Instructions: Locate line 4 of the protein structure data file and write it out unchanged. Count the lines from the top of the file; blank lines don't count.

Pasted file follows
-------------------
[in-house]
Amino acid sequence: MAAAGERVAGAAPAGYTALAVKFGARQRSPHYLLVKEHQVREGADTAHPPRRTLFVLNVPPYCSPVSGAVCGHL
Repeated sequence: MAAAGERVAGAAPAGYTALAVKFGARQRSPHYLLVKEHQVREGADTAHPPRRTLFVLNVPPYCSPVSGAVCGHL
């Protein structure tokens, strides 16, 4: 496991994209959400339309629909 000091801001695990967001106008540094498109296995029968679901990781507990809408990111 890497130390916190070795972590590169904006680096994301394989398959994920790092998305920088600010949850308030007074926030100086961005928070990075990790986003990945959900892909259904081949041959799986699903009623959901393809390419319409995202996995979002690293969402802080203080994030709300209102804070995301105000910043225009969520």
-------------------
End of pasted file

């Protein structure tokens, strides 16, 4: 496991994209959400339309629909 000091801001695990967001106008540094498109296995029968679901990781507990809408990111 890497130390916190070795972590590169904006680096994301394989398959994920790092998305920088600010949850308030007074926030100086961005928070990075990790986003990945959900892909259904081949041959799986699903009623959901393809390419319409995202996995979002690293969402802080203080994030709300209102804070995301105000910043225009969520």